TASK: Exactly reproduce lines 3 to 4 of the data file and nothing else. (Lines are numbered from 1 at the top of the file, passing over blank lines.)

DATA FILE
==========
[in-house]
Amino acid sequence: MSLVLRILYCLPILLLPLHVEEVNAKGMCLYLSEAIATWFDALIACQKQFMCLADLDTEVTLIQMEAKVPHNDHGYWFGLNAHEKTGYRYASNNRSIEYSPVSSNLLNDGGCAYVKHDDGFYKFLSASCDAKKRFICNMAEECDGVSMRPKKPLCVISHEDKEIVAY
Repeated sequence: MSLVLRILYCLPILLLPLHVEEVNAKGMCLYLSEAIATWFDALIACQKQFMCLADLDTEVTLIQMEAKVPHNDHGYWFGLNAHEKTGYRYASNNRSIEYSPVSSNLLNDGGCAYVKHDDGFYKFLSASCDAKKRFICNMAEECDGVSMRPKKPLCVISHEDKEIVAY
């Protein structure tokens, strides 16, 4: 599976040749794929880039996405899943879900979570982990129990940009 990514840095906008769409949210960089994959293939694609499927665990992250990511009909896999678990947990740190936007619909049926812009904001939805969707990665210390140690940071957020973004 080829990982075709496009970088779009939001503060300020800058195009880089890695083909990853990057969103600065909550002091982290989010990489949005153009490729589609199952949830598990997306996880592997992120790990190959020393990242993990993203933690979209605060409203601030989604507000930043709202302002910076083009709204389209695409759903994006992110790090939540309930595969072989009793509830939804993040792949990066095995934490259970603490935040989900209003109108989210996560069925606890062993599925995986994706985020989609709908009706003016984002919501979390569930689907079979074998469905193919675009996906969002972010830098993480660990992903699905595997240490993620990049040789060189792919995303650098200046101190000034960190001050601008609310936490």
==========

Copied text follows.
Repeated sequence: MSLVLRILYCLPILLLPLHVEEVNAKGMCLYLSEAIATWFDALIACQKQFMCLADLDTEVTLIQMEAKVPHNDHGYWFGLNAHEKTGYRYASNNRSIEYSPVSSNLLNDGGCAYVKHDDGFYKFLSASCDAKKRFICNMAEECDGVSMRPKKPLCVISHEDKEIVAY
């Protein structure tokens, strides 16, 4: 599976040749794929880039996405899943879900979570982990129990940009 990514840095906008769409949210960089994959293939694609499927665990992250990511009909896999678990947990740190936007619909049926812009904001939805969707990665210390140690940071957020973004 080829990982075709496009970088779009939001503060300020800058195009880089890695083909990853990057969103600065909550002091982290989010990489949005153009490729589609199952949830598990997306996880592997992120790990190959020393990242993990993203933690979209605060409203601030989604507000930043709202302002910076083009709204389209695409759903994006992110790090939540309930595969072989009793509830939804993040792949990066095995934490259970603490935040989900209003109108989210996560069925606890062993599925995986994706985020989609709908009706003016984002919501979390569930689907079979074998469905193919675009996906969002972010830098993480660990992903699905595997240490993620990049040789060189792919995303650098200046101190000034960190001050601008609310936490």